13. Philippe Lacoue-Labarthe and Jean-Luc Nancy, “The Unconscious is Destructured Like an Affect (Part I of the Jewish People Do Not Dream),” Stanford Literature Review 6, no. 2 (1989): 196.
14. Ibid.
15. Ibid., 196-97.
16. Ibid., 199-200.
17. Ibid., 201.
18. As a crucial footnote for the development of psychoanalytical thought, here we can hear echoes of Jean Laplanche’s account of the drive in the opening chapters of Life and Death in Psychoanalysis, trans. Jeffrey Mehlman (Baltimore: Johns Hopkins University Press, 1976).
19. Diane Davis, “Identification: Burke and Freud on Who You Are,” Rhetoric Society Quarterly 38, no. 2 (April 2008): 144.
20. Mikkel Borch-Jacobsen, The Emotional Tie: Psychoanalysis, Mimesis, and Affect (Stanford: Stanford University Press, 1992), 101.
21. Davis, “Identification,” 125 and passim.
22. Jan Patočka, Body, Community, Language, World (Chicago: Open Court, 1998).
23. This, I think, may be one way of notating the notorious indeterminacy of affect, the fact that it is prior (existentially) to the much more stable and fixed category of emotion. See, for example, Brian Massumi, Parables for the Virtual: Movement, Affect, Sensation (Durham, NC: Duke University Press), 27-28.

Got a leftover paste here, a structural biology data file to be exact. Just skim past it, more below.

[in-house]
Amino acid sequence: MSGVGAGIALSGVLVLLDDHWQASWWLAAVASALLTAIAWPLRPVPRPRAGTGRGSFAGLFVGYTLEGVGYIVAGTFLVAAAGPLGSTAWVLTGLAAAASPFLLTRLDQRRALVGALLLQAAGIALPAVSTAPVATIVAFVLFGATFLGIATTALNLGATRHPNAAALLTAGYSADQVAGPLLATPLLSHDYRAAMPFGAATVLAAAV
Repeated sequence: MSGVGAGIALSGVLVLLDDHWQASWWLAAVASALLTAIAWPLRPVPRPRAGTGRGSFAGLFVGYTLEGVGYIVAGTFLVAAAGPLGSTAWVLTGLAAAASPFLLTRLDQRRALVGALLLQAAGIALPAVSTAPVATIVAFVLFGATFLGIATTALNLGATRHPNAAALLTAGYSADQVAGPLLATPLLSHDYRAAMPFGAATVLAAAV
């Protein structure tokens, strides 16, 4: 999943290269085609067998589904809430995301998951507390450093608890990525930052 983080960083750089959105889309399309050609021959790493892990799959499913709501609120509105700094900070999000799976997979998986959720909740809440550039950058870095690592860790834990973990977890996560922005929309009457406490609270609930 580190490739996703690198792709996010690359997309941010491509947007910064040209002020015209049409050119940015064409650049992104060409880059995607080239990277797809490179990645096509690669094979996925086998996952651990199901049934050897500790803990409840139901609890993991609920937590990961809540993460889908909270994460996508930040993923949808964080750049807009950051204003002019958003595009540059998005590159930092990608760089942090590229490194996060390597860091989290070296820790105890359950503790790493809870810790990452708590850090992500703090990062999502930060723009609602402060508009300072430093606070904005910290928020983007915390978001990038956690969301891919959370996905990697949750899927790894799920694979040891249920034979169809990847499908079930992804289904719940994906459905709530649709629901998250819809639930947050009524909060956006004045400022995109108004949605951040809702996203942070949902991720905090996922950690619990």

24. Of course I mean Benjamin, “The Work of Art in the Age of its Technological Reproducibility, 2nd Version,” in Selected Works, Volume 3, 1935–1938, ed. Michael W. Jennings (Cambridge, MA: Bellknap, 2002), 101-133; and Max Horkheimer and Theodor W. Adorno, “The Culture Industry: Enlightenment as Mass Deception,” in Dialectic of Enlightenment: Philosophical Fragments, trans. Edmund Jephcott (Stanford: Stanford University Press, 2002), 94-136. For the theoretical and philological elaboration of this, see Hansen, “Of Mice and Ducks: Benjamin and Adorno on Disney,” South Atlantic Quarterly 92, no. 1 (Winter 1993): 27-61.
25. Here I am thinking of, among other work, Steven Shaviro, The Cinematic Body (Minneapolis: University of Minnesota Press, 1993).